Bloomberg Law
Oct. 29, 2019, 10:57 AM

ANALYSIS: A Last Glance at Shareholder Proposal NAL Requests?

Peter Rasmussen
Peter Rasmussen
Legal Analyst

How successful are shareholder proposals? Bloomberg Law takes a look at topics, sectors, proponents, companies and outcomes, based on our analysis of no-action letter requests filed by issuers to exclude shareholder proposals. The analytics track only those proposals that have been the subject of an exclusion request, and do not reflect proposals that companies have voluntarily agreed to include in their proxy materials.

The graphics reflect requests handled by the SEC’s Division of Corporation Finance from the beginning of 2019 through October 21, 2019. Many of the results are similar to the 2018 numbers. Proposals by John Chevedden have been the subject of the most exclusion requests in both years by a large number. Issuers have most often targeted the financial and consumer discretionary segments, and the topics of human rights, social issues and environmental matters.

One development makes the 2019 numbers stand out: this may be the last year that we compile this information. The division announced a fundamental change in the way they handle exclusion requests. In September 2019, the staff stated that they “may respond orally instead of in writing to some no-action requests.” The staff will likely issue a response letter if the request is one that would provide “more broadly applicable guidance about complying with Rule 14a-8,” but in most cases, staff responses will not be made public next proxy season.

1) Once again, human rights and social issues were the most frequent subjects of no-action exclusion requests, followed by environmental issues.

2) Companies were successful in excluding approximately 41% of the human rights and social issue proposals in 2019, and 38% of the environmental proposals.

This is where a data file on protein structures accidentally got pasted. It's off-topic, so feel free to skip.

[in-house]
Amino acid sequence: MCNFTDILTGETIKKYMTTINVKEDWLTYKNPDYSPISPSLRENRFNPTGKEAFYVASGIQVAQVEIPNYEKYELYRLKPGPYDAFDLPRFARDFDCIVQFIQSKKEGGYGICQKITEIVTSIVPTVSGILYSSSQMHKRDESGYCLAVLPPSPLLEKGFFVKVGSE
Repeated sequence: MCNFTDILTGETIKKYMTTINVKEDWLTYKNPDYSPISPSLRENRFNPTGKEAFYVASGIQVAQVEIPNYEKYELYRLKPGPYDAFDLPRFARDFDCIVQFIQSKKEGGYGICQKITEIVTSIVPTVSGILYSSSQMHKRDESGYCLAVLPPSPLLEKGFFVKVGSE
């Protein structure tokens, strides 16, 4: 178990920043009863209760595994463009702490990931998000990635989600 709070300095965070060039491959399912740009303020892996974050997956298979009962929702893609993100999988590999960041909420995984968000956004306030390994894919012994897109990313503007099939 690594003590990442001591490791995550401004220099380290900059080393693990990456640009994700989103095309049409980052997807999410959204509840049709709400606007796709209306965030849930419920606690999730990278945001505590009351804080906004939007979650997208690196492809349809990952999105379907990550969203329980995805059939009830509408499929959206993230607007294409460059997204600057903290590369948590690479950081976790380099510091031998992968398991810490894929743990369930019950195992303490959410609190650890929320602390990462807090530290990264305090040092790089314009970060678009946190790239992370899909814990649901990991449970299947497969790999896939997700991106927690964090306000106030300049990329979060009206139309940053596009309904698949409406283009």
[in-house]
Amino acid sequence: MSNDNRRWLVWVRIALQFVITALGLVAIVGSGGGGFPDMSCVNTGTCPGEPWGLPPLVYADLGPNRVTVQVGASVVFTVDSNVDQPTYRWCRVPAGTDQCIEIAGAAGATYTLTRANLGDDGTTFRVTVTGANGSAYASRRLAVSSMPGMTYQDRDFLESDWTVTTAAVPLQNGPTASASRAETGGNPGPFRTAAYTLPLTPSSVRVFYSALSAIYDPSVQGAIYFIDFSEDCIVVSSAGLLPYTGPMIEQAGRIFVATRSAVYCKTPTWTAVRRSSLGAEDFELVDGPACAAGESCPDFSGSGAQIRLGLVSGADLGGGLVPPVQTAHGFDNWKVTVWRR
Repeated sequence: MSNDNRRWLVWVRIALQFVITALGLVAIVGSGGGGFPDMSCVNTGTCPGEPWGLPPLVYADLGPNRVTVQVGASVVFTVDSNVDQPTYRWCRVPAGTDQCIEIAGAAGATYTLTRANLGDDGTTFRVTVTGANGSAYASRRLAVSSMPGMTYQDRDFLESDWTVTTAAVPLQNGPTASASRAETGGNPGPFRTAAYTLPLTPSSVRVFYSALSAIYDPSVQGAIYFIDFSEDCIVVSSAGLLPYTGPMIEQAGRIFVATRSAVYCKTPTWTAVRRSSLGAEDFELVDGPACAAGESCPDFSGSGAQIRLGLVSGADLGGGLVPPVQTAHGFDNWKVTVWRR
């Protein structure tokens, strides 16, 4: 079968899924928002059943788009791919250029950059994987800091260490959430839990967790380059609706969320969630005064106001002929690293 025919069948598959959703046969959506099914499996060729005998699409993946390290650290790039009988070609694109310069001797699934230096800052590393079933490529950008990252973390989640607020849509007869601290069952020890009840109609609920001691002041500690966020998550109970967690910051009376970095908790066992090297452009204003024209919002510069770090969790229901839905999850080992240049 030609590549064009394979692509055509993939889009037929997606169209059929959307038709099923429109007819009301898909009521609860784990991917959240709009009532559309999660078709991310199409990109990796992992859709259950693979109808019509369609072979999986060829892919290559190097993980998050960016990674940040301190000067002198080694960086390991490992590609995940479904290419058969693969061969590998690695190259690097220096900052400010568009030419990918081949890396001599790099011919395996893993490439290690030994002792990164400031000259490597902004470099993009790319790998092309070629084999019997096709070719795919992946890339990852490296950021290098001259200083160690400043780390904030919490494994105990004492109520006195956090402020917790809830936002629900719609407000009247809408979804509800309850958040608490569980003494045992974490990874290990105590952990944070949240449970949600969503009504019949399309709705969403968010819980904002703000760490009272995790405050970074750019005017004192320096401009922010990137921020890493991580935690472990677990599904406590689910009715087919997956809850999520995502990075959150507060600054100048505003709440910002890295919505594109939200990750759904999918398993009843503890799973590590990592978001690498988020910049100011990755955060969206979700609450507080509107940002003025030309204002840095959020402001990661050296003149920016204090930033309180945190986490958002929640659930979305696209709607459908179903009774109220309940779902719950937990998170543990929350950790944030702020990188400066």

3) Proponents withdrew 36 percent of the top five proposal categories in 2019, suggesting engagement between issuers and the proponents.

4) The staff allowed exclusion of half of all the proposals dealing with business operations. Companies often used the “ordinary business provision to exclude these requests.

5) Similarly, almost 80% of proposals dealing with majority voting faced exclusion. Companies typically relied on the “substantial implementation” provision.

6) Few executive compensation proposals (35%) were subject to exclusion. As described in Staff Legal Bulletin No. 14J (CF), senior executive or director compensation questions are generally not excludable because they involve significant policy questions.

For the third year in a row, companies in the financials and consumer discretionary sectors requested the largest number of proposal exclusions. Health care companies came in third, a repeat of 2018. Materials again filled the last spot in the top ten list.

1) Once again, John Chevedden tops the list. Companies sought to exclude his proposals at more than twice the rate of any other proponent.

2) The “power couple” of husband and wife team James McRitchie and Myra K. Young were the subject of a combined 17 exclusion requests.

3) There have been legislative proposals to increase the current ownership threshold of $2,000 in issuer stock, and participants in the SEC’s 2018 Proxy Roundtable discussed the issue. It did not appear to be a high priority at that time for the Commission, but the issue remains a contentious one.

1) A striking figure of this graphic is the relatively low number of exclusion requests submitted by some of the largest corporations in the world. ExxonMobil Corp. is leading the way with nine requests (Amazon had nine requests in 2019). Proponents of imposing restrictions on the shareholder proposal process cite costs and administrative compliance burdens of the process. These 10 companies only sought to exclude a total of 55 proposals in the first 10 months of 2019.

2) The list changed significantly from 2018. Only Amazon, JPMorgan Chase & Co. and General Electric Co. made the list both years.

1) The SEC is on pace to handle slightly fewer no-action letter requests in 2019 as compared to the previous year. The early-year government shutdown may have played a part in the lower number of actions.

2) The percentage of proposals that the staff required companies to include to date is comparable to 2018 results.

3) To date, significantly more proposals are being withdrawn as compared to 2018 (26% to 19%), suggesting continued engagement between issuers and proponents.

--With assistance from Conor MacCaffrey.

*Data used to generate graphs created by Bloomberg Law’s analysis unit represent the unit’s review of shareholder proposal no-action letter requests handled by the SEC’s Division of Corporation Finance from January 1, 2019 through October 21, 2019.